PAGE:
Want a sense of what the London riverscape once looked like? London’s Lost Rivers offers a map of rivers that once ran above ground, but are now directed under streets through culverts. Click here to view the map, and read a description of the rivers.
“Dead Hogges, Dogges, Cats, and well flayd carryon horse, their noysom corpes soyld the water courses; Both swines and stable dunge, beasts guts and garbage, street durt, with gardners weeds and rotten herbage. And from those waters filthy putrifaction, our meat and drinke were made, which bred infection.”
This description of the rivers in Oxford in 1644, from John Taylor’s “Mad Verse”, gives an idea of how the Thames had long been used as an open sewer. In London, the originally beautiful river Fleet, which fed into the Thames, was one of the first to be railed off as a health hazard. - Thames Pilot: The River Environment
The Fleet River was also know as The River of Wells. Click on previous link and the links below to learn more about this fascinating topic. Find amazing photos of the Fleet sewer in Undercity.
- The River Runs Deep: London’s Lost Rivers
- The River Fleet: Peter Van Der Linden
- Sub-Urban: The River Fleet aka The fleet sewer
- Hampstead Heath: Where one can still see the River Fleet above water
“In the “Dunciad,” Pope, lashing the poorer of his enemies, drives them headlong past Bridewell to the mud-pools of the Fleet”— (From The Fleet River and the Fleet Ditch)
To where Fleet-ditch with disemboguing streams
Rolls the large tribute of dead dogs to Thames,
The king of dykes! than whom no slice of mud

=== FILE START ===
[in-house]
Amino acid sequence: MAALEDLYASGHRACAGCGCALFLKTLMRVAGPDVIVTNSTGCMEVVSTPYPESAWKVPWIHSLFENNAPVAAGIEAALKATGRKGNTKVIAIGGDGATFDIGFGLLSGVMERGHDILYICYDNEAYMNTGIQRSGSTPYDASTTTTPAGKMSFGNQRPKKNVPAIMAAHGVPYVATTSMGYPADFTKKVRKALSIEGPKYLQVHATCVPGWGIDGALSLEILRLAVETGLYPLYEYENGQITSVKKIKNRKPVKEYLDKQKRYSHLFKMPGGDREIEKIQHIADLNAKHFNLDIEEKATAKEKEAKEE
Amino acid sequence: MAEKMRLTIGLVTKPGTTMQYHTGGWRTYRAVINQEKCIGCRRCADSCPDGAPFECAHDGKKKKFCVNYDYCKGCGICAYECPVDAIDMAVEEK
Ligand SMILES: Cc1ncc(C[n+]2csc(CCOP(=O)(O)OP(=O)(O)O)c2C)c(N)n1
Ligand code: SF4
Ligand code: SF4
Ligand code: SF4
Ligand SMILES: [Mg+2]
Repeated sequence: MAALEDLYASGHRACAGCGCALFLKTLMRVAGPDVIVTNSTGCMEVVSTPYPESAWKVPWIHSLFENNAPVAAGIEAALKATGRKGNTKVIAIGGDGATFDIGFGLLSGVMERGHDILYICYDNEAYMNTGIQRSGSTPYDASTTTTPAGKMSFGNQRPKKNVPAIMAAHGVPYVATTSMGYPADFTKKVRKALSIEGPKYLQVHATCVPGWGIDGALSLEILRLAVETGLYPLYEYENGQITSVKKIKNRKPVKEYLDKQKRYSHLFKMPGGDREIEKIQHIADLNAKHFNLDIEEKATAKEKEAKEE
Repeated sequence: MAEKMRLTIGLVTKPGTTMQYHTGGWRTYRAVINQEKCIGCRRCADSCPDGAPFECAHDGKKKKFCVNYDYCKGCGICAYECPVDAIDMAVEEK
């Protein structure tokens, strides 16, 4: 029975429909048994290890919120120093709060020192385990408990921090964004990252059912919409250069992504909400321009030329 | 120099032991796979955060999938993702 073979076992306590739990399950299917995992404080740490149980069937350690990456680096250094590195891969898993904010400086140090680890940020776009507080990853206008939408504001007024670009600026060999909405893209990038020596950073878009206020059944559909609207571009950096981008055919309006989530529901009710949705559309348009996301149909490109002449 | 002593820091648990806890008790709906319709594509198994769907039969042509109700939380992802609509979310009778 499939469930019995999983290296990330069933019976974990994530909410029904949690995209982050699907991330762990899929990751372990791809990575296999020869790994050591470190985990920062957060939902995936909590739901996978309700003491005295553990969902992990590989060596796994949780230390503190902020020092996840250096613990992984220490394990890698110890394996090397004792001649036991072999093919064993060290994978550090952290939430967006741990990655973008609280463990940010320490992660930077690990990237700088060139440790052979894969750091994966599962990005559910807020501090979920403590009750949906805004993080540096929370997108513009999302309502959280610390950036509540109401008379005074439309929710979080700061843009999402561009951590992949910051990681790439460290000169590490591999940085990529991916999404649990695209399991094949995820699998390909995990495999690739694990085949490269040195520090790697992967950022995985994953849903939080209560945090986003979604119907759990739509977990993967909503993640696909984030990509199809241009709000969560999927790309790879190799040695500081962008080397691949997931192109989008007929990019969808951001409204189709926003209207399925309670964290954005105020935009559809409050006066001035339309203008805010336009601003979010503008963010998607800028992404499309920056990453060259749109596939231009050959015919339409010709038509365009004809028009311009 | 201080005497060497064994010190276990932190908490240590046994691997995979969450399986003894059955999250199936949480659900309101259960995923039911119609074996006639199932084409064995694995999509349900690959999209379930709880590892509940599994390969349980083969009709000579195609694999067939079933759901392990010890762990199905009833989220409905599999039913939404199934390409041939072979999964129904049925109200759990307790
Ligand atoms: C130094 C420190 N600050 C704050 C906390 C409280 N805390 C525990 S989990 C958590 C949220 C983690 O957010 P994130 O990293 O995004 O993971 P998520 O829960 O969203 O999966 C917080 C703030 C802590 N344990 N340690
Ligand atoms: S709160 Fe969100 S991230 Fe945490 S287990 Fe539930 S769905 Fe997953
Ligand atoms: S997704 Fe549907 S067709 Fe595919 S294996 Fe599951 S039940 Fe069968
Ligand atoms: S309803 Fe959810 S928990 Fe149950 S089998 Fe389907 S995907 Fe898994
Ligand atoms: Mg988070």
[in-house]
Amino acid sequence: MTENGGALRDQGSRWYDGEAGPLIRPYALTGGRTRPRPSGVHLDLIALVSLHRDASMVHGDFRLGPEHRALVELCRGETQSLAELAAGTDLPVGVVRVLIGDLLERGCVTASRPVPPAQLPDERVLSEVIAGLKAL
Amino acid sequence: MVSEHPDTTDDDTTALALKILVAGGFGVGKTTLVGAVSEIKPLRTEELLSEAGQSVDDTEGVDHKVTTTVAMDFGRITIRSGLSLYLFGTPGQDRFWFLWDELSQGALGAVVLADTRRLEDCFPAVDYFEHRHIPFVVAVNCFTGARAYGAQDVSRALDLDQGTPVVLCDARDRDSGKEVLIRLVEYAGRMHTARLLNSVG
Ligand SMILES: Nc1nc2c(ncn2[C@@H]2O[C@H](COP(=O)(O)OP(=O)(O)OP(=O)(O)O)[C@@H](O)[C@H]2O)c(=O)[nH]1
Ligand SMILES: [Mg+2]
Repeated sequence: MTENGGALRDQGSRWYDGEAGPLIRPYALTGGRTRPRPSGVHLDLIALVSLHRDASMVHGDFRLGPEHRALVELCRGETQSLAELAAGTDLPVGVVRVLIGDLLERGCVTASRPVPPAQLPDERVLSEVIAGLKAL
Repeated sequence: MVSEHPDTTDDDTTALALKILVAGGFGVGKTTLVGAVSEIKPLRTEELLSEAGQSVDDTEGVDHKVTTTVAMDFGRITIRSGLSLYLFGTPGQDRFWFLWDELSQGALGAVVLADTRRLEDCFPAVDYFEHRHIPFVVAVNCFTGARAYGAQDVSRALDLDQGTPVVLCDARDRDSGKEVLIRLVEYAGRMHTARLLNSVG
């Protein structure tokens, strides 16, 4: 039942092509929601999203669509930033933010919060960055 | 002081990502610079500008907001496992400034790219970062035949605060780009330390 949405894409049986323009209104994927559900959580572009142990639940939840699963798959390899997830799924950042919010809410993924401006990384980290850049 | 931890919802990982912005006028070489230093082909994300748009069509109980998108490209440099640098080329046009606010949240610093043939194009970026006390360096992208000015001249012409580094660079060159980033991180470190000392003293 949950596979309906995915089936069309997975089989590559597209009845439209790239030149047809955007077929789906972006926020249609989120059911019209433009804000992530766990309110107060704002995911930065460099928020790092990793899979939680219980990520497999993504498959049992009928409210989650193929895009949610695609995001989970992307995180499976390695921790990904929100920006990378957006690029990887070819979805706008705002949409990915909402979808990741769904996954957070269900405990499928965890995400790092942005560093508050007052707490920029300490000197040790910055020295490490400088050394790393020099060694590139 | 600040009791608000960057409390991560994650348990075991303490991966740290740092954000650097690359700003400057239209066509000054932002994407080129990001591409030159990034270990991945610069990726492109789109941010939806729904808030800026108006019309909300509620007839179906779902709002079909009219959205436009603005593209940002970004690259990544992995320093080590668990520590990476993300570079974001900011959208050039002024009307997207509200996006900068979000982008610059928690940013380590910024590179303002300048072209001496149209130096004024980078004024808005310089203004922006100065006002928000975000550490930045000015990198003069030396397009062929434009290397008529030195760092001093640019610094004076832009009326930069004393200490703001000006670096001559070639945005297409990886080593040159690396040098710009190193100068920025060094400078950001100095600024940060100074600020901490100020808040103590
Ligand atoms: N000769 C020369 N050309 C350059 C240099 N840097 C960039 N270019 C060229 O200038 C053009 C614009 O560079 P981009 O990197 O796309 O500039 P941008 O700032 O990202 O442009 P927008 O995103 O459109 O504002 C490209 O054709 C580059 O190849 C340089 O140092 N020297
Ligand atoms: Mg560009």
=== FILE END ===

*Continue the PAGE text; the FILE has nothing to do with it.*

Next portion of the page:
With deeper sable blots the silver flood.
‘Here strip, my children! here at once leap in,
Here prove who best can dash thro’ thick and thin,
And who the most in love of dirt excel,
Or dark dexterity of groping well.
Who flings most filth and wide pollutes around
The stream, be his the Weekly Journals bound;
A pig of lead to him who dives the best;
A peck of coals a-piece shall glad the rest.’
In naked majesty, Oldmixon stands,
And, Milo-like, surveys his arms and hands;
Then sighing, thus, ‘And am I now threescore?
Ah, why, ye gods! should two and two make four?’
He said, and climb’d a stranded lighter’s height,
Shot to the black abyss, and plung’d downright.
The Senior’s judgment all the crowd admire,
Who but to sink the deeper, rose the higher.
Next Smedley div’d; low circles dimpled o’er
The quaking mud, that clos’d, and op’d no more.
All look, all sigh, and call on Smedley lost;
Smedley, in vain, resounds thro’ all the coast.
Image at top from: The River Runs Deep (see link above)
Google map with superimposed Image of the River Fleet at bottom from: Fluffhouse.org. (In this image, the underground Fleet flows from Regent’s Park to the Thames River. Please correct me if I am wrong.)